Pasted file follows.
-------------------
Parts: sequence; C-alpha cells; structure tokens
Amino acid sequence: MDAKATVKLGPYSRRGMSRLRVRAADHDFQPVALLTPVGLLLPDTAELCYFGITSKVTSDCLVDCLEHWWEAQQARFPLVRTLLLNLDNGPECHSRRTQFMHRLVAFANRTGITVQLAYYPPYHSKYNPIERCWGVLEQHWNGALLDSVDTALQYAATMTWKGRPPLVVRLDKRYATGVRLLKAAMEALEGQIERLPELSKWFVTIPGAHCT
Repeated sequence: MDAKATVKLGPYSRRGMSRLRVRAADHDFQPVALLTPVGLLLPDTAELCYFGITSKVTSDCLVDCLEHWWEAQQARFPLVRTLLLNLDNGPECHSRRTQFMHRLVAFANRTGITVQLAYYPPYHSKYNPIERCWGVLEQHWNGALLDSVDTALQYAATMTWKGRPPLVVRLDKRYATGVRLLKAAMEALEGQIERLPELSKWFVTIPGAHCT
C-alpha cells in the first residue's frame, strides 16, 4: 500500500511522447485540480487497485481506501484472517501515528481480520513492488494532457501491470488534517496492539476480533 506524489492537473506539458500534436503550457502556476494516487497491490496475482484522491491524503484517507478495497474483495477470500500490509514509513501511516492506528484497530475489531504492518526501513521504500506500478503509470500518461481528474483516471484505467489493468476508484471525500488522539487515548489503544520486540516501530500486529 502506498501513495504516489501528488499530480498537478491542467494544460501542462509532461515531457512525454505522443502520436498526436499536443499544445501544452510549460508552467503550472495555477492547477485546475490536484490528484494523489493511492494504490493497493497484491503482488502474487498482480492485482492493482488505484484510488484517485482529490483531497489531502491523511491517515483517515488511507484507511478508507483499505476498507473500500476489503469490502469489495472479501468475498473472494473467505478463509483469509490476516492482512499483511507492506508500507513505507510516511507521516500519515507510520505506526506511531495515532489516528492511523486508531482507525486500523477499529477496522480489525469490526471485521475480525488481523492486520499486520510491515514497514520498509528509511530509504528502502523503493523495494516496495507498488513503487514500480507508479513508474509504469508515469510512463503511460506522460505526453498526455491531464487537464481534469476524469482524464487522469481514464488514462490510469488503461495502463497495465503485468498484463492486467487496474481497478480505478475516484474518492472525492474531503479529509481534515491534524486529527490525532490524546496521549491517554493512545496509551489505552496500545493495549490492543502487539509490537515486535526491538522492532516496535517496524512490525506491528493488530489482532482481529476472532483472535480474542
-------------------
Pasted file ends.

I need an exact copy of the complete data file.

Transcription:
Parts: sequence; C-alpha cells; structure tokens
Amino acid sequence: MDAKATVKLGPYSRRGMSRLRVRAADHDFQPVALLTPVGLLLPDTAELCYFGITSKVTSDCLVDCLEHWWEAQQARFPLVRTLLLNLDNGPECHSRRTQFMHRLVAFANRTGITVQLAYYPPYHSKYNPIERCWGVLEQHWNGALLDSVDTALQYAATMTWKGRPPLVVRLDKRYATGVRLLKAAMEALEGQIERLPELSKWFVTIPGAHCT
Repeated sequence: MDAKATVKLGPYSRRGMSRLRVRAADHDFQPVALLTPVGLLLPDTAELCYFGITSKVTSDCLVDCLEHWWEAQQARFPLVRTLLLNLDNGPECHSRRTQFMHRLVAFANRTGITVQLAYYPPYHSKYNPIERCWGVLEQHWNGALLDSVDTALQYAATMTWKGRPPLVVRLDKRYATGVRLLKAAMEALEGQIERLPELSKWFVTIPGAHCT
C-alpha cells in the first residue's frame, strides 16, 4: 500500500511522447485540480487497485481506501484472517501515528481480520513492488494532457501491470488534517496492539476480533 506524489492537473506539458500534436503550457502556476494516487497491490496475482484522491491524503484517507478495497474483495477470500500490509514509513501511516492506528484497530475489531504492518526501513521504500506500478503509470500518461481528474483516471484505467489493468476508484471525500488522539487515548489503544520486540516501530500486529 502506498501513495504516489501528488499530480498537478491542467494544460501542462509532461515531457512525454505522443502520436498526436499536443499544445501544452510549460508552467503550472495555477492547477485546475490536484490528484494523489493511492494504490493497493497484491503482488502474487498482480492485482492493482488505484484510488484517485482529490483531497489531502491523511491517515483517515488511507484507511478508507483499505476498507473500500476489503469490502469489495472479501468475498473472494473467505478463509483469509490476516492482512499483511507492506508500507513505507510516511507521516500519515507510520505506526506511531495515532489516528492511523486508531482507525486500523477499529477496522480489525469490526471485521475480525488481523492486520499486520510491515514497514520498509528509511530509504528502502523503493523495494516496495507498488513503487514500480507508479513508474509504469508515469510512463503511460506522460505526453498526455491531464487537464481534469476524469482524464487522469481514464488514462490510469488503461495502463497495465503485468498484463492486467487496474481497478480505478475516484474518492472525492474531503479529509481534515491534524486529527490525532490524546496521549491517554493512545496509551489505552496500545493495549490492543502487539509490537515486535526491538522492532516496535517496524512490525506491528493488530489482532482481529476472532483472535480474542